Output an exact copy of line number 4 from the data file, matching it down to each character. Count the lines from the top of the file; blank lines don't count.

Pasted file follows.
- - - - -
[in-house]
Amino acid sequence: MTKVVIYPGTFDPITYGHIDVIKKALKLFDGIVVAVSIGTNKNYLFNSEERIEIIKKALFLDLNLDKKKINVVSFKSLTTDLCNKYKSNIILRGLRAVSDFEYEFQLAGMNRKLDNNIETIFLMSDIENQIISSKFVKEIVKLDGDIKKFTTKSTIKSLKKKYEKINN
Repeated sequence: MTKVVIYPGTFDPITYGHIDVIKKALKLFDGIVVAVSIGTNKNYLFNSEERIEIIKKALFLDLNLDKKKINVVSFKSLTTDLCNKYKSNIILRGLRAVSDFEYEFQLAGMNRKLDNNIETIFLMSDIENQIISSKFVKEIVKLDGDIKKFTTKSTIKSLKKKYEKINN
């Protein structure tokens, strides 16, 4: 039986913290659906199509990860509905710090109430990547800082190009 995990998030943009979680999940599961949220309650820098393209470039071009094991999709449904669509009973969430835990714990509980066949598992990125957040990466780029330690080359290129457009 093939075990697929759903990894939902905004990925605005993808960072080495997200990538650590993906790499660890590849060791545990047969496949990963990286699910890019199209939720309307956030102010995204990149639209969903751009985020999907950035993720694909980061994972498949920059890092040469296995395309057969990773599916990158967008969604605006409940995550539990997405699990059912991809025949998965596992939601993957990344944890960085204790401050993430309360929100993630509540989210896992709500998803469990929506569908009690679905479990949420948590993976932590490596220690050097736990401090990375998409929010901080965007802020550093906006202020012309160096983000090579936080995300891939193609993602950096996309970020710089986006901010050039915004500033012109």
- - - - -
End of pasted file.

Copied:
């Protein structure tokens, strides 16, 4: 039986913290659906199509990860509905710090109430990547800082190009 995990998030943009979680999940599961949220309650820098393209470039071009094991999709449904669509009973969430835990714990509980066949598992990125957040990466780029330690080359290129457009 093939075990697929759903990894939902905004990925605005993808960072080495997200990538650590993906790499660890590849060791545990047969496949990963990286699910890019199209939720309307956030102010995204990149639209969903751009985020999907950035993720694909980061994972498949920059890092040469296995395309057969990773599916990158967008969604605006409940995550539990997405699990059912991809025949998965596992939601993957990344944890960085204790401050993430309360929100993630509540989210896992709500998803469990929506569908009690679905479990949420948590993976932590490596220690050097736990401090990375998409929010901080965007802020550093906006202020012309160096983000090579936080995300891939193609993602950096996309970020710089986006901010050039915004500033012109």